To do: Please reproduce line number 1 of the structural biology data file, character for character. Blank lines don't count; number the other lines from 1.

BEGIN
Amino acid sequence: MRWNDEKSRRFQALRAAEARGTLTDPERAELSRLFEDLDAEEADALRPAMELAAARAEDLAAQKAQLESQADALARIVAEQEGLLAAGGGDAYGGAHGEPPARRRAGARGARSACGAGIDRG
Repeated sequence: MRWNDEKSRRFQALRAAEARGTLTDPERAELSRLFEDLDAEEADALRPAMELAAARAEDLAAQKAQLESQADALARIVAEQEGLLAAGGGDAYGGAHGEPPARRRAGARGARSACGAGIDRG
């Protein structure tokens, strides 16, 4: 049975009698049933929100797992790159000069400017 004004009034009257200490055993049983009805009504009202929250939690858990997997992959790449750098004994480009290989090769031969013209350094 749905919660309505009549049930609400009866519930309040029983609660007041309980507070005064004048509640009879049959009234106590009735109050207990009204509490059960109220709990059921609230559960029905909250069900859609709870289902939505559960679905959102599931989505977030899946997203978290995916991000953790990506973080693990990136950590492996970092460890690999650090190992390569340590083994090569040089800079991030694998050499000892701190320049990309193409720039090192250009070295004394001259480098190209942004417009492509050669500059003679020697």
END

Amino acid sequence: MRWNDEKSRRFQALRAAEARGTLTDPERAELSRLFEDLDAEEADALRPAMELAAARAEDLAAQKAQLESQADALARIVAEQEGLLAAGGGDAYGGAHGEPPARRRAGARGARSACGAGIDRG